A year ago, I did not know what carbines and lathes were or even what the U.S. Ordnance Department did. Yet, with the help of the people listed below and many others, I have now become well informed on those topics. In starting this project, I took on something that was far larger than myself in terms of resources and previous knowledge. I could not have met this challenge without the assistance of others. Their helpfulness, support, and enthusiasm were remarkable. Thank you to all those who helped me along the way, especially...
Dr. Brian Schoen, my advisor
for meeting my frustration with constant patience, encouragement, support, and new ideas; suggesting that I make this website; and editing all 184 pages of this project
The Frederick H. Boston Research and Travel Fellowship
for proving me with funds to travel for my research, including my trip to Fairfax, VA and Washington D.C. and my second trip to Cincinnati, OH
for introducing me to this topic, for helping me get started with my research, and for your help throughout my research
for constantly providing me with connections, information and opportunities to learn more about the history of firearms as well as the Civil War and for giving me the opportunity to shoot historical arms (one of my favorite lessons for this project)
Cyrus Moore III
for giving me suggestions and advice in both my topic and resources and for allowing me to shoot your flintlock musket and Springfield Rifle (that allowed me to understand more fully the differences in technology)
for explaining the complexities of lathes and milling machines in a way that I could understand, sharing the history of machine tools, and giving me the opportunity to shoot historical arms
for providing me with connections to resources and giving me the opportunity to shoot historical arms
for allowing me to look at several carbines and showing me how multiple carbines functioned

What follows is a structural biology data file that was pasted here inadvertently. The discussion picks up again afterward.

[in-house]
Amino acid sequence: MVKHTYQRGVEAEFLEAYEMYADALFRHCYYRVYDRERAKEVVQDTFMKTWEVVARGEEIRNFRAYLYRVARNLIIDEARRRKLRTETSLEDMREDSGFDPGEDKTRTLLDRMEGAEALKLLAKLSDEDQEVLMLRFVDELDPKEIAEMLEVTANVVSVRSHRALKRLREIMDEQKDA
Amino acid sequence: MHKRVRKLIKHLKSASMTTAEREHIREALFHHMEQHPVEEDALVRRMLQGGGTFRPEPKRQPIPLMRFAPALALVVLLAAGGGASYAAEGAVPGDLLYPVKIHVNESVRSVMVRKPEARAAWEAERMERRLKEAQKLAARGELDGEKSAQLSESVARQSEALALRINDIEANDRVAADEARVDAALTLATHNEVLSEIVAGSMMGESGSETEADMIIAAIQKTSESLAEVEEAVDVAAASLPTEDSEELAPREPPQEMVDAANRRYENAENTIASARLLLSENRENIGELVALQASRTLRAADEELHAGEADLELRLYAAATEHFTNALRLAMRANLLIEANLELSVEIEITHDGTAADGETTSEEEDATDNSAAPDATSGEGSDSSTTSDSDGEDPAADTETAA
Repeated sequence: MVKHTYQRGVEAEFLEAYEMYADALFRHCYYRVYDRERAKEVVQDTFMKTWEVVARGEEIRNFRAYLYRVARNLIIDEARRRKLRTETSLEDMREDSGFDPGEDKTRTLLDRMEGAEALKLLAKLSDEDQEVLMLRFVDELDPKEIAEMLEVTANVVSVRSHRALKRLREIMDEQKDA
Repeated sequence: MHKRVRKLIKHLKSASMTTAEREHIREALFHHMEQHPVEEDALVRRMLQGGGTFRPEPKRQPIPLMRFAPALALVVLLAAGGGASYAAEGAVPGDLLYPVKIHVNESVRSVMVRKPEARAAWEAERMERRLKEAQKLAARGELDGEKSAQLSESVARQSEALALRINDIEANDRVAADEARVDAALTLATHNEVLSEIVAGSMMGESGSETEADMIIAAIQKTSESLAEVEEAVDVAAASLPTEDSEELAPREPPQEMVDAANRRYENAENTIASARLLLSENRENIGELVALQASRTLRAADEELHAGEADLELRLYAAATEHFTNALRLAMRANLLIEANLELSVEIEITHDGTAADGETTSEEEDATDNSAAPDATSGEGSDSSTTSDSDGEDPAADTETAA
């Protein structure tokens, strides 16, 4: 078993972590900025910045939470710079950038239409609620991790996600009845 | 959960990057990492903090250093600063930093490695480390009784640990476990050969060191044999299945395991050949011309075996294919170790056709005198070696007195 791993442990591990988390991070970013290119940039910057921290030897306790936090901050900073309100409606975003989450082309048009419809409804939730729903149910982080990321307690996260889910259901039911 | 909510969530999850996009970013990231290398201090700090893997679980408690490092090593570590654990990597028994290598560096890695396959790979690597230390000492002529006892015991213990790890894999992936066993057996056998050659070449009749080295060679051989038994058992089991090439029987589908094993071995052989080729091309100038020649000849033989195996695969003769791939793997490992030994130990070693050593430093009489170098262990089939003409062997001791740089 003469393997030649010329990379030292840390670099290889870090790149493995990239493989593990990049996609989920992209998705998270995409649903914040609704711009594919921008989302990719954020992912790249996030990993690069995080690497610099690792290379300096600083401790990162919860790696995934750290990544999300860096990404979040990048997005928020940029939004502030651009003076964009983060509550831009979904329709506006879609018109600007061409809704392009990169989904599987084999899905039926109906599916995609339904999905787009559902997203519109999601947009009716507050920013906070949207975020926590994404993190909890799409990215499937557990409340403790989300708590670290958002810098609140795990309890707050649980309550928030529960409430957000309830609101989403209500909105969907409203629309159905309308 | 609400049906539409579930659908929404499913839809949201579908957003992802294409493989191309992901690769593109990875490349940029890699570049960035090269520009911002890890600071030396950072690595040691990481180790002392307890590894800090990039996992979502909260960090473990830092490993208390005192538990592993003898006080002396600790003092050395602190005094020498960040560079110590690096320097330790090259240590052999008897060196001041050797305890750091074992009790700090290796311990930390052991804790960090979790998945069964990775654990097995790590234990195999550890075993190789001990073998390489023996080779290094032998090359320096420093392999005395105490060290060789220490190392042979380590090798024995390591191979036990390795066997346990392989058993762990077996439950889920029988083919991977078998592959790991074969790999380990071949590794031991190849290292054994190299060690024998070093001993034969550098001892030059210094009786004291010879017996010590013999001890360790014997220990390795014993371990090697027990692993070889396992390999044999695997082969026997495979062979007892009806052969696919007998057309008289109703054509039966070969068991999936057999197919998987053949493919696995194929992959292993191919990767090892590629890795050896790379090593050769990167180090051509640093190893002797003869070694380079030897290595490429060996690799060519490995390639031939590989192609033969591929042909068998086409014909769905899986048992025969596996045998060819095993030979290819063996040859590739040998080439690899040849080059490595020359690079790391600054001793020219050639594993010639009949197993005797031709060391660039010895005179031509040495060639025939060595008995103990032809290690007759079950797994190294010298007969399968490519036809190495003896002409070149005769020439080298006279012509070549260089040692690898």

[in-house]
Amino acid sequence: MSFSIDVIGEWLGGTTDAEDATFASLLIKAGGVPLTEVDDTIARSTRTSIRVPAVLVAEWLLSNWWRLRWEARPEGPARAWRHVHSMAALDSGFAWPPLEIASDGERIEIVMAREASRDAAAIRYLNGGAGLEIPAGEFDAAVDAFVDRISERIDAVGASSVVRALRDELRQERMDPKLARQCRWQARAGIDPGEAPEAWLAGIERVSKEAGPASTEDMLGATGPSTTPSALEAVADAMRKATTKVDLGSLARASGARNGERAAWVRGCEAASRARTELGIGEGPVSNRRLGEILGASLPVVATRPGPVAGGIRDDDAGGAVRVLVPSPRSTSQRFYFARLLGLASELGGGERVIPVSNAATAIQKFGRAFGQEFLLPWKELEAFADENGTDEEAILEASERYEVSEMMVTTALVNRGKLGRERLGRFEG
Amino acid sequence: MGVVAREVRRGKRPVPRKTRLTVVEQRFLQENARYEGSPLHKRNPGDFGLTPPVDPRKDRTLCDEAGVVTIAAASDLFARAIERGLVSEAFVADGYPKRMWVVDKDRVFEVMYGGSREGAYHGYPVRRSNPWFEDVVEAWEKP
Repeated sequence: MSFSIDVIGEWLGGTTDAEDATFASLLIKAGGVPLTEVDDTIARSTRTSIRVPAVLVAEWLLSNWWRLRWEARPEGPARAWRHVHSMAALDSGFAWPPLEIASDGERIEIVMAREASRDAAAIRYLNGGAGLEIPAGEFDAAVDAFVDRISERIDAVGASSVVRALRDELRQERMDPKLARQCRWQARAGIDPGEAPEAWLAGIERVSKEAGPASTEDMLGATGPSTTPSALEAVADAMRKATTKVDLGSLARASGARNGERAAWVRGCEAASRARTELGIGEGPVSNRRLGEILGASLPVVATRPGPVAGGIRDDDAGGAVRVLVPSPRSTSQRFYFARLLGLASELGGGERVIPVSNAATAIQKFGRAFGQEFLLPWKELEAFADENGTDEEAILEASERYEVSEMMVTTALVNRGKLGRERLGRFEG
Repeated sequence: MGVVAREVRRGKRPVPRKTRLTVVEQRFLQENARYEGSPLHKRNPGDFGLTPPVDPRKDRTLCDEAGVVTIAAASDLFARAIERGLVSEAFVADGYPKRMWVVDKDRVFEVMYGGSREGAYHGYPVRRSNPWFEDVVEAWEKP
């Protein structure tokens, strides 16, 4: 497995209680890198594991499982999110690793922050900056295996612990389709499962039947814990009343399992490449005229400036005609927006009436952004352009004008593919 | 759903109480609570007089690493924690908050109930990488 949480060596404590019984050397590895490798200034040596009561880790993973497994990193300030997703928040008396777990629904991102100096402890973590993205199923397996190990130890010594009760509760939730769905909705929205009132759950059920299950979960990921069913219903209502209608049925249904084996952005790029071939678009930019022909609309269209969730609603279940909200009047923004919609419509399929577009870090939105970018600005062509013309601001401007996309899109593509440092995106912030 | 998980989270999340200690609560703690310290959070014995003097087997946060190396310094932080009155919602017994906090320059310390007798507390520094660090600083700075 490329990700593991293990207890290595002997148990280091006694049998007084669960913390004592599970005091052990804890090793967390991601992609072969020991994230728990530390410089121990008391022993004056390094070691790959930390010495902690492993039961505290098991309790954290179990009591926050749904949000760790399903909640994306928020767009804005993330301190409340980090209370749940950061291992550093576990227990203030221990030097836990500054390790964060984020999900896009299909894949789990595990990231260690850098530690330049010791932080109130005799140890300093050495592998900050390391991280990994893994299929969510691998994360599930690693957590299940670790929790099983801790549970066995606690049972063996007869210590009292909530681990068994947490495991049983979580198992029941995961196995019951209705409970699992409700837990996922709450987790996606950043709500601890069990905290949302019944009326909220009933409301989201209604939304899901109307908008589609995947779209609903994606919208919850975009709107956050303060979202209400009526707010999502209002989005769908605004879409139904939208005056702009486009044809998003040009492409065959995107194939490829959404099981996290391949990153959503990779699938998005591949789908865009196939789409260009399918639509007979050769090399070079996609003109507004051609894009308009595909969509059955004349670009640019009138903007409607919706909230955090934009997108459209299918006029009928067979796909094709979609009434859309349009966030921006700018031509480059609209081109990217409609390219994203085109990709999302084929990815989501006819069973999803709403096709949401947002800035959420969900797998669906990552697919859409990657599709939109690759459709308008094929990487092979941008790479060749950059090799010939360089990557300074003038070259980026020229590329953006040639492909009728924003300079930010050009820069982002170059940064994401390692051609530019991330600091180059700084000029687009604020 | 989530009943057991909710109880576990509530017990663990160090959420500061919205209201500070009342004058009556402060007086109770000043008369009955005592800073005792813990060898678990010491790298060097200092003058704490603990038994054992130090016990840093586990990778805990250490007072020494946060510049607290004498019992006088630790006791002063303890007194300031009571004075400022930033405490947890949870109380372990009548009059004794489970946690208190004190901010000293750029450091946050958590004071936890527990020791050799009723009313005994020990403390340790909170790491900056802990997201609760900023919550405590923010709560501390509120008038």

for demonstrating and teaching me about hand-operated rifling machines
The Cincinnati History Library staff
for their continued assistance as I searched through their archives. Your excellant help cannot go unnoticed.
American Precision Museum, especially Director Ann Lawless and Collections Technician John Alexander
for providing great resources for the Manufacturing Advancement pages. Your help and suggestions were greatly appreciated.
National Firearms Museum, especially Curator of Programs Matthew Sharpe & Senior Special Project Coordinator Caroline Simms
for providing me with pictures and the opportunity to take pictures of carbines featured on this website. Being able to hold those carbines and see their breech movements first hand was very helpful for my study.
Campus Martius Museum, Marietta, Ohio
for hosting the Gunmakers and Artisan Show, where antique guns were shown. That allowed me to learn about gun technology before the Civil War and, thus, understand how far gun and machine tool technology had come by the end of the Civil War.
Terri Murray, my aunt
for providing me with a place to stay during part of my research and resources
Emily Murray, my cousin
for giving me advice about writing a senior thesis and for providing me with some Civil War resources
Allison Venturella, my sister
for giving up part of her spring break to help me take pictures of artifacts and wade through 19th century Ordnance records
Lastly, thank you to all of my friends and family, especially my parents
for their support and encouragement throughout this process and laughter in stressful times